It’s no secret that Steve Jobs had a serious disdain for Adobe Flash, attempting to relegate it to the technological junk yard when he was at the helm of Apple. If history is anything to go by, Jobs’ premonitions about the future of the digital world are usually quite accurate.
Mozilla, the creator of the web browser Firefox, along with social media giant Facebook are following in the footsteps of the prodigious Apple co-founder, and have set their sights on Adobe Flash too.
What is Adobe Flash?
Adobe Flash, commonly referred to as Flash, is a multimedia software used for creating vector-based graphics, animation, browser games, rich Internet applications, desktop applications, mobile applications and mobile games. Flash supports streaming of audio and video, and can capture mouse, keyboard, microphone and camera input. During the early years of the Web, Flash was the only decent option for animation and making a website exciting and creative. Your were faced with the choice of having either “ a boring HTML website” or use Flash, and as a result the Adobe multimedia system became extremely popular.
Why is everyone ganging up on Flash?
In the world of business IT especially, security is paramount when conducting any kind of operation online. Mozilla is now blocking Flash in its Firefox browser, having discovered bugs and system issues that are being leveraged by cunning hackers. Despite Adobe’s claims that they are currently addressing these issues, it appears this isn’t good enough for Mozilla.
Chief of security at Facebook, Alex Stamos, has pulled no punches when it comes to the future of Flash, recently tweeting: “It is time for Adobe to announce the end-of-life date for Flash”. This kind of sentiment stems from recent issues with the software that have jeopardised the player on both Mac and Windows operating systems.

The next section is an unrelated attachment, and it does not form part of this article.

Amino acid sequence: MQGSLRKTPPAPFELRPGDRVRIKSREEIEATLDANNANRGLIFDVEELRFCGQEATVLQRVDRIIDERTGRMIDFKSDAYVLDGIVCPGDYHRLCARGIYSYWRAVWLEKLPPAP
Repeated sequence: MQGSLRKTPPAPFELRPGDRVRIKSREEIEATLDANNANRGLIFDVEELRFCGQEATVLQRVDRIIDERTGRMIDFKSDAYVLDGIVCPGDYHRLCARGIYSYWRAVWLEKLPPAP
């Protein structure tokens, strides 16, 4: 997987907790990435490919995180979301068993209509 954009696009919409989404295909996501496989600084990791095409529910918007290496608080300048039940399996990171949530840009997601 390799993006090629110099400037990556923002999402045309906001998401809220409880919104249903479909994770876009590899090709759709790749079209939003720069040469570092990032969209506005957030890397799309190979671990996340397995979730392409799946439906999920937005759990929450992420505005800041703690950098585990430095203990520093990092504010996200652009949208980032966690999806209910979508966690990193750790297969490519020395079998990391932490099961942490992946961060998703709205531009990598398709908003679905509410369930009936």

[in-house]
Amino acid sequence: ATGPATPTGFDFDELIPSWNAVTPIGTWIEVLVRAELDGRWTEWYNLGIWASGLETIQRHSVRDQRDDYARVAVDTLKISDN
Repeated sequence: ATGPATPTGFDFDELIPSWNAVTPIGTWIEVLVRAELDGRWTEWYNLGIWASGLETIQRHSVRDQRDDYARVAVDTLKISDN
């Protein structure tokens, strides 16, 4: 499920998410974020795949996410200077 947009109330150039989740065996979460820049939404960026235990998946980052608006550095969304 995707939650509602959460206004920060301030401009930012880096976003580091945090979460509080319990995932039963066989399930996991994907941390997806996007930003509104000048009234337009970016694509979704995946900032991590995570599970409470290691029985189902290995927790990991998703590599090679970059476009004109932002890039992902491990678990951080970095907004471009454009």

This kind of negative publicity does not bode well for the Adobe team, as they scramble to apply patches to potential security issues and regain a foothold in the online landscape. Whilst this does not necessarily equate to a death sentence for Flash, it certainly acts as a wake-up call and begs the question of whether Adobe is up to the challenge.
What lessons can be learned from the demise of Flash?
Business in the digital age is faced with concerns from all angles online: cloud security, defending sensitive data from hackers and backup issues that could see valuable information literally disappear in the blink of an eye.
Where Adobe has struggled is in ensuring its product represents a risk-free option for the end user. It appears that being reactive in the fast moving digital world is no longer a feasible business model, and companies must remain vigilant and proactively search for flaws in their products, systems and IT solutions if they are to remain relevant in the future.
If you would like some assistance with finding alternatives to Flash or still have a website that uses Flash and need a redesign contact our friendly web design team on 1300 855 651.